Security of symlink to directory outside webroot set to 777?

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Security of symlink to directory outside webroot set to 777? – Managing your servers can streamline the performance of your team by allowing them to complete complex tasks faster. Plus, it can enable them to detect problems early on before they get out of hand and compromise your business. As a result, the risk of experiencing operational setbacks is drastically lower.

But the only way to make the most of your server management is to perform it correctly. And to help you do so, this article will share nine tips on improving your server management and fix some problem about linux, permissions, symlink, , .

I have a few websites that use the same cached weather reports so I wanted them all in the same folder. It seemed the most logical way to do this would be to but this folder outside of the webroot. It also seemed the easiest way to access this new folder would be to set sym links from the old folders within the webroot.

What I am concerned about is I’ve had to set the new directory to 777 as I am using FasCGI for my PHP and therefore each website has a different user.

So first question, what are the security implications – is this the same as having a 777 folder within the webroot?

Secondly. If this is a problem what is the best solution.

BTW this is on Centos 6.2 server running Plesk 10.4 if that makes any difference.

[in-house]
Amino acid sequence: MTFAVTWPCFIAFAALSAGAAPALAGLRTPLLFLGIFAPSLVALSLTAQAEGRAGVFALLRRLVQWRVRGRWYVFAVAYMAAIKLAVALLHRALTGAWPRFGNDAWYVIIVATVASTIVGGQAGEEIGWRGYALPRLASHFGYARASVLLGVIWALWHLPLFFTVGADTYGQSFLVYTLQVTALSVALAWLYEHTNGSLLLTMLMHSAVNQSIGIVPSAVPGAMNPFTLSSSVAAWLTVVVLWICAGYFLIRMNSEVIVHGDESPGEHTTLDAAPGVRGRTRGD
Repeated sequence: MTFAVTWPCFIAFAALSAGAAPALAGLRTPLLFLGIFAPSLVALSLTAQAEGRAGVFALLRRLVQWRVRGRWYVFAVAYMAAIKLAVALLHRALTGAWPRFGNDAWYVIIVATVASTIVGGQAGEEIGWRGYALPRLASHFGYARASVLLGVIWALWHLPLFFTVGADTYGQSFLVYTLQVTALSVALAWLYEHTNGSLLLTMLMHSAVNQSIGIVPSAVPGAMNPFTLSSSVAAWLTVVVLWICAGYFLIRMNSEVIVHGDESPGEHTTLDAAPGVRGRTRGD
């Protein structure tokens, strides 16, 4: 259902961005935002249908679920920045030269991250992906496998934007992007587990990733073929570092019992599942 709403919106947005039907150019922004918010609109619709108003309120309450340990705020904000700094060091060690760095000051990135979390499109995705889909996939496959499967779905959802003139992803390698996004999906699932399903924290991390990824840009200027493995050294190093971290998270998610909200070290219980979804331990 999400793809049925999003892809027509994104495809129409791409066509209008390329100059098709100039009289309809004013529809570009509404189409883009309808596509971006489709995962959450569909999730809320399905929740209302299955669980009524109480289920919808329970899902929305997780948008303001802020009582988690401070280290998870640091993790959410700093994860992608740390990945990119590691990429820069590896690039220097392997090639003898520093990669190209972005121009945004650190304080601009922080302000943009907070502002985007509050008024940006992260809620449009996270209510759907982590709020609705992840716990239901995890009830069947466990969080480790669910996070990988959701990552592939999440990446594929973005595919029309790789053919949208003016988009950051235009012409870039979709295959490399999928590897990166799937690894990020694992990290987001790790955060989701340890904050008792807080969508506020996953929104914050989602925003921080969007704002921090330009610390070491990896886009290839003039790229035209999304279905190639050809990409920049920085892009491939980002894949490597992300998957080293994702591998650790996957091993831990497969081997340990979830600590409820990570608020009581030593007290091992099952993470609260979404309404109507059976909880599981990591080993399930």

TIA
Chris

Solution :

About the security implications I cannot say, but I think if an attacker has managed to exploit the weather data is your smallest problem.

About the permissions – make all web users members of common group (if they aren’t already) and change the ownership of the files. That way you can grant access only to the group. Also why the web users need write access on the files?

It is possible to share a directory between multiple virtual hosts on an Apache webserver using the Alias directive in mod_alias. You would need to place something like this stanza in each <VirtualHost> entry like so:

<VirtualHost *:80>
    ServerName example.com
    ServerAlias www.example.com example.org www.example.org

    ScriptAlias /cgi-bin/ "/path/to/webroot/.cgi-bin/"

    <Directory "/path/to/webroot">
        Options Indexes Includes FollowSymLinks ExecCGI
        AllowOverride All
        AddHandler php5-fastcgi .php .php5 .php4
        Action php5-fastcgi /cgi-bin/php5.fcgi
        Order allow,deny
        Allow from All
    </Directory>

    Alias /reports "/path/to/weather/reports"
    <Directory "/path/to/weather/reports">
        Order allow,deny
        Allow from all
    </Directory>
</VirtualHost>

This would map the files in /path/to/weather/reports to http://example.com/reports/ so you can place saner file permissions on /path/to/weather/reports. The directory should require proper permissions for Apache to traverse it, so you can follow tsurko’s recommendation and set up a group (e.g., fcgiusers), add the users to the group (by running a command like usermod -a -G fcgiusers USERNAME), and give the group permissions to the folders and files in the shared location. These commands run with root privileges should do the trick:

chown -Rv apache:fcgiusers /path/to/weather/reports;
find /path/to/weather/reports  -type d -exec chmod 0775 {} ;
find /path/to/weather/reports  -type f -exec chmod 0664 {} ;  

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